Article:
The US Supreme Court announced it will review a May 2014 decision by the DC Circuit Court of Appeals invalidating the Federal Energy Regulatory Commission’s (FERC) Order 745, Demand Response Compensation in Organized Wholesale Energy Markets.
Demand response is a voluntary energy conservation tool that relies on people and technology to meet the country’s rising electricity needs. During times of high demand, the Natural Resources Defense Council (NRDC) explains in a blog post, residential, commercial and industrial consumers are paid to reduce their electricity use in response to a request from their electric grid. FERC Order 745 gave demand response equal opportunity to compete with traditional energy resources in the wholesale electricity market.
The DC Circuit court of appeals had argued that FERC does not have the authority to govern some customer participation in the wholesale energy markets. The Supreme Court will review FERC’s authority in this matter as well as questions about the fair valuation of demand response.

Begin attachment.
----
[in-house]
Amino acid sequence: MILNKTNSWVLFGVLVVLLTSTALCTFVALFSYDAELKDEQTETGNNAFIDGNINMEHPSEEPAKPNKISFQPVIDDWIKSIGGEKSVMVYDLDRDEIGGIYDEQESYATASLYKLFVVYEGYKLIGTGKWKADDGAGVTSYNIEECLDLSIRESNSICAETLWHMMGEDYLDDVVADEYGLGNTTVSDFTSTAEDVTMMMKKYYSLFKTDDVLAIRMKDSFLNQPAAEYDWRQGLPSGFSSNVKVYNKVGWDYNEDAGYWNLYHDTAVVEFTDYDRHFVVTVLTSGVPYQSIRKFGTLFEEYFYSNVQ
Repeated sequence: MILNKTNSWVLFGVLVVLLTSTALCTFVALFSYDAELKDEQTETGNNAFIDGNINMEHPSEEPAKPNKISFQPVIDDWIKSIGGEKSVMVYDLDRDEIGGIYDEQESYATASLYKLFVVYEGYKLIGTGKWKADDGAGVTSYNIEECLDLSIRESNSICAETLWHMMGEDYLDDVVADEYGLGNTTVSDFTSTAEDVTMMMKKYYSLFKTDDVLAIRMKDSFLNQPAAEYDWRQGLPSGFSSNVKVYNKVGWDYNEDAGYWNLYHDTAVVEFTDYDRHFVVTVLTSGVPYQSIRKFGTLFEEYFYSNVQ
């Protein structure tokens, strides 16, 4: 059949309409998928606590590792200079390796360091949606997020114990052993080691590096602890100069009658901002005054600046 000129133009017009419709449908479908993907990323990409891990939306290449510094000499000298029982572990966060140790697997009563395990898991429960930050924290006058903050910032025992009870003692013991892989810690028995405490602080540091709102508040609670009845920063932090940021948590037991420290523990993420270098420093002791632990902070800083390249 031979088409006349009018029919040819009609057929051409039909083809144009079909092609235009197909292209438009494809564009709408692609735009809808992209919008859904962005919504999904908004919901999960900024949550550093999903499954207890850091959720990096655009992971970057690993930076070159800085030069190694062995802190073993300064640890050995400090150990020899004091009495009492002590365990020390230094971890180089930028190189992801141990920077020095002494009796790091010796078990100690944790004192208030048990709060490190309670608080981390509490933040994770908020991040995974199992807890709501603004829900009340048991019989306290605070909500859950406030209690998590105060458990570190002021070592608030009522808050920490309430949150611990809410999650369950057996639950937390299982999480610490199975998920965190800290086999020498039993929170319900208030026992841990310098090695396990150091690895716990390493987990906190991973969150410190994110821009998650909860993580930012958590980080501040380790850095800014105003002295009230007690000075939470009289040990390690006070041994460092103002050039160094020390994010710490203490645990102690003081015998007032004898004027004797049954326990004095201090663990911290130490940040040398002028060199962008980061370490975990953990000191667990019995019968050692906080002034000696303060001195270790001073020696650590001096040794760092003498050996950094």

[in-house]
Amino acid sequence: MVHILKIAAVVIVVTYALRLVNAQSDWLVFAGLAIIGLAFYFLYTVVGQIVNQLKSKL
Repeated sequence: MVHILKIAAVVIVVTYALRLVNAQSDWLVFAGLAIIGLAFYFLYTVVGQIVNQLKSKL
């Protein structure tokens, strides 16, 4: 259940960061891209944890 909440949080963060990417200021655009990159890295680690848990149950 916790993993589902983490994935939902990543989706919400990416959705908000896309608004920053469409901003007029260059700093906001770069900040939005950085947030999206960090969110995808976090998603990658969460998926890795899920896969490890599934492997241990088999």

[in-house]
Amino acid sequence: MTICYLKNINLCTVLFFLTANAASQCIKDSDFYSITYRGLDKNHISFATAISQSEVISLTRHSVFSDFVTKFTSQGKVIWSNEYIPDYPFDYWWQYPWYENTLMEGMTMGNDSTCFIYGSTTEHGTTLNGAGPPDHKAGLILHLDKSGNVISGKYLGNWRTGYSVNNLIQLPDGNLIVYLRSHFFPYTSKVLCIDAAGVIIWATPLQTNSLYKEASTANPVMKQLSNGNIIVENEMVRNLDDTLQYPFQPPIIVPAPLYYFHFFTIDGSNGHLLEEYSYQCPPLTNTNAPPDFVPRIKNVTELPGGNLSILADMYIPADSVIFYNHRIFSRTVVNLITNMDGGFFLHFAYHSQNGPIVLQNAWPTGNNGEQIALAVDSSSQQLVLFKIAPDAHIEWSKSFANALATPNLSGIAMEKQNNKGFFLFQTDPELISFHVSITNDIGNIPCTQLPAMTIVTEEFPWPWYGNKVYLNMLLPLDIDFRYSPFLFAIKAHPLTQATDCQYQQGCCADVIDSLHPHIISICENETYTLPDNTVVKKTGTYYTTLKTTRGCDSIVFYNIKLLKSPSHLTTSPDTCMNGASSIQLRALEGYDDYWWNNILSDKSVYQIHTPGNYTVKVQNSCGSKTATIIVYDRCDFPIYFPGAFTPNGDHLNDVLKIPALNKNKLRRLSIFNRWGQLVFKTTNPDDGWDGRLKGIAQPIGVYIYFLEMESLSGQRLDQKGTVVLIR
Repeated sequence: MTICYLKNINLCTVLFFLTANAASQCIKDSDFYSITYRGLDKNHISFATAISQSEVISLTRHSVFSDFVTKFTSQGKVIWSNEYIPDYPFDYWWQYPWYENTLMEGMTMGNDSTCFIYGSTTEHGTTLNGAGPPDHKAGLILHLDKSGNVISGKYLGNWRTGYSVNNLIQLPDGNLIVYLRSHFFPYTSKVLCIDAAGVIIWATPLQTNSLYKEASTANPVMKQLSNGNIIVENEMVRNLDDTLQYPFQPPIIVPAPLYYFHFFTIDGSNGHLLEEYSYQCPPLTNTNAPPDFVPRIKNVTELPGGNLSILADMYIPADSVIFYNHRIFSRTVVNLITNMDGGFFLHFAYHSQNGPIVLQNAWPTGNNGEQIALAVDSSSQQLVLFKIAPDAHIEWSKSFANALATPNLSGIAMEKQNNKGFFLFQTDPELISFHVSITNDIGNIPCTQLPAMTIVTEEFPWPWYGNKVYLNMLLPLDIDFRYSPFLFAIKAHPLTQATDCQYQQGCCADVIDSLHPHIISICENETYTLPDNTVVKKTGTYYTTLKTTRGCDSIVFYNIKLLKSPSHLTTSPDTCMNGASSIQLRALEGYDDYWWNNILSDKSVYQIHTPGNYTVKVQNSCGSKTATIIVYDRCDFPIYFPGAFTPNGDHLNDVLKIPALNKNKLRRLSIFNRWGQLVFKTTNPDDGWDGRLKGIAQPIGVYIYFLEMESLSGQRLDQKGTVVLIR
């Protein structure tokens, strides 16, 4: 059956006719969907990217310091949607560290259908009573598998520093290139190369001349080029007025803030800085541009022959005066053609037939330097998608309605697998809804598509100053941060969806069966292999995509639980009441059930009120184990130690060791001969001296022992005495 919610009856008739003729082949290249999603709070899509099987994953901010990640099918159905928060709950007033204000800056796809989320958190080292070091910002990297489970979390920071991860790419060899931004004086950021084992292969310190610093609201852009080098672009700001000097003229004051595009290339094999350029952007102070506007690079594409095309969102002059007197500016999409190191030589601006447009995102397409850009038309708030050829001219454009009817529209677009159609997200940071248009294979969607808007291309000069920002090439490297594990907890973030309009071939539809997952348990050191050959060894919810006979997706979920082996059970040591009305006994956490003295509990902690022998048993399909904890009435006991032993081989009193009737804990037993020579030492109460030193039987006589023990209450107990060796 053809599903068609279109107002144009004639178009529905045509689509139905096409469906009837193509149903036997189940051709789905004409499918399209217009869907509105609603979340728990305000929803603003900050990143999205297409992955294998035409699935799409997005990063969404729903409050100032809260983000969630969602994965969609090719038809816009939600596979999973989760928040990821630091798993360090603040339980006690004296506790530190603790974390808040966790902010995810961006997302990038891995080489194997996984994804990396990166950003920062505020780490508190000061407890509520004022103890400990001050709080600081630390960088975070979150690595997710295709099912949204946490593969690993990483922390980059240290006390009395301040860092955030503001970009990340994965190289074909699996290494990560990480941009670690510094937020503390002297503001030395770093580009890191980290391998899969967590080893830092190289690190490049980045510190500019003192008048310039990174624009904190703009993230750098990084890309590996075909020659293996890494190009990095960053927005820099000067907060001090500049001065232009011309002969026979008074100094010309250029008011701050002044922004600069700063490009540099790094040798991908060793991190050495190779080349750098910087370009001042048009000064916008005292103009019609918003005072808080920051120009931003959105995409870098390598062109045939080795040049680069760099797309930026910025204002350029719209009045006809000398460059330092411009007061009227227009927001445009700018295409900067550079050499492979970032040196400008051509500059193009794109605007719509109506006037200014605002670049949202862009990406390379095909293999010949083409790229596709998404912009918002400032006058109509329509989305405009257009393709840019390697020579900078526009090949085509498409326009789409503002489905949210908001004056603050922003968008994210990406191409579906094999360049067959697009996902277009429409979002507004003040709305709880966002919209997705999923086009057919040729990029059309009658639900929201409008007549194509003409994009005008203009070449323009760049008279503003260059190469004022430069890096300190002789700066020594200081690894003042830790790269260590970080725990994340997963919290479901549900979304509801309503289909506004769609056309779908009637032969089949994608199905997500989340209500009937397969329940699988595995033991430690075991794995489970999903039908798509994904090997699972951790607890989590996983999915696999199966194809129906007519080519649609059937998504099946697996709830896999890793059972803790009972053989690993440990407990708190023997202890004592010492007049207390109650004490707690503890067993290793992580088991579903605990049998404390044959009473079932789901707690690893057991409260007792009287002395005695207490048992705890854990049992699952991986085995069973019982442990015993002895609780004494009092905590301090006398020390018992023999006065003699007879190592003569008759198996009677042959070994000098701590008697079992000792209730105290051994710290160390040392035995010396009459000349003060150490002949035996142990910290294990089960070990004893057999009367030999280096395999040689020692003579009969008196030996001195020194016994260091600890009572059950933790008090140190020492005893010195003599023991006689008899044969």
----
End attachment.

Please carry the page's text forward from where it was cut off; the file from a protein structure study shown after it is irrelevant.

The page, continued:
Review by the Supreme Court opens the door to a possible reversal of the DC Circuit’s decision, but NRDC notes that the review does not guarantee a reversal. It is a good sign, however, that the Supreme Court wants to ensure a workable division of authority between states and the federal government over the US electric grid. The announcement also indicates that the Supreme Court recognizes the importance of demand response for maintaining a clean and reliable electric grid.
A broad coalition of clean energy companies, states and state consumer experts, and environmental organizations, including the Environmental Defense Fund (EDF), supported FERC in requesting the review.
Photo of US Supreme Court via Shutterstock.